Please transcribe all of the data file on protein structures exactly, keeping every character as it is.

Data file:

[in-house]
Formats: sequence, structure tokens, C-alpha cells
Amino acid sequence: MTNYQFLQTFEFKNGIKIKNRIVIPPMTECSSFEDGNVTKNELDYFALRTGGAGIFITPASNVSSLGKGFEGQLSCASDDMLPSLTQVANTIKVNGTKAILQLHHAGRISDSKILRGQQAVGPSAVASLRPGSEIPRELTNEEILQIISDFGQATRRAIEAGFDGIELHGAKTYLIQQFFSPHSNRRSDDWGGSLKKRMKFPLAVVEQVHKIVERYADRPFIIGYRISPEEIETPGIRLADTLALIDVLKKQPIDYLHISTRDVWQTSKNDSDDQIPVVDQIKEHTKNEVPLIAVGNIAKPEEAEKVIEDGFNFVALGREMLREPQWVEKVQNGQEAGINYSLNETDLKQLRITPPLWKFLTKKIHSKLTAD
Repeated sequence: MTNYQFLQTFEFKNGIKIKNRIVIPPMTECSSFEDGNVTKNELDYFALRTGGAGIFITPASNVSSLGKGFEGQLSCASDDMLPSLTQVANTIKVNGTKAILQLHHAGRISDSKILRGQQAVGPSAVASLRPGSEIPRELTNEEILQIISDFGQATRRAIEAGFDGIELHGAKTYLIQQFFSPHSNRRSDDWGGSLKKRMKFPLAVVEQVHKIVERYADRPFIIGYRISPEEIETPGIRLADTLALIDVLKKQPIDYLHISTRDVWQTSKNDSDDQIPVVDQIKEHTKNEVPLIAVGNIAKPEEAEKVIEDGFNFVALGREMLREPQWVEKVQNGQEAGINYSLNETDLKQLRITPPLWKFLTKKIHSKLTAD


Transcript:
[in-house]
Formats: sequence, structure tokens, C-alpha cells
Amino acid sequence: MTNYQFLQTFEFKNGIKIKNRIVIPPMTECSSFEDGNVTKNELDYFALRTGGAGIFITPASNVSSLGKGFEGQLSCASDDMLPSLTQVANTIKVNGTKAILQLHHAGRISDSKILRGQQAVGPSAVASLRPGSEIPRELTNEEILQIISDFGQATRRAIEAGFDGIELHGAKTYLIQQFFSPHSNRRSDDWGGSLKKRMKFPLAVVEQVHKIVERYADRPFIIGYRISPEEIETPGIRLADTLALIDVLKKQPIDYLHISTRDVWQTSKNDSDDQIPVVDQIKEHTKNEVPLIAVGNIAKPEEAEKVIEDGFNFVALGREMLREPQWVEKVQNGQEAGINYSLNETDLKQLRITPPLWKFLTKKIHSKLTAD
Repeated sequence: MTNYQFLQTFEFKNGIKIKNRIVIPPMTECSSFEDGNVTKNELDYFALRTGGAGIFITPASNVSSLGKGFEGQLSCASDDMLPSLTQVANTIKVNGTKAILQLHHAGRISDSKILRGQQAVGPSAVASLRPGSEIPRELTNEEILQIISDFGQATRRAIEAGFDGIELHGAKTYLIQQFFSPHSNRRSDDWGGSLKKRMKFPLAVVEQVHKIVERYADRPFIIGYRISPEEIETPGIRLADTLALIDVLKKQPIDYLHISTRDVWQTSKNDSDDQIPVVDQIKEHTKNEVPLIAVGNIAKPEEAEKVIEDGFNFVALGREMLREPQWVEKVQNGQEAGINYSLNETDLKQLRITPPLWKFLTKKIHSKLTAD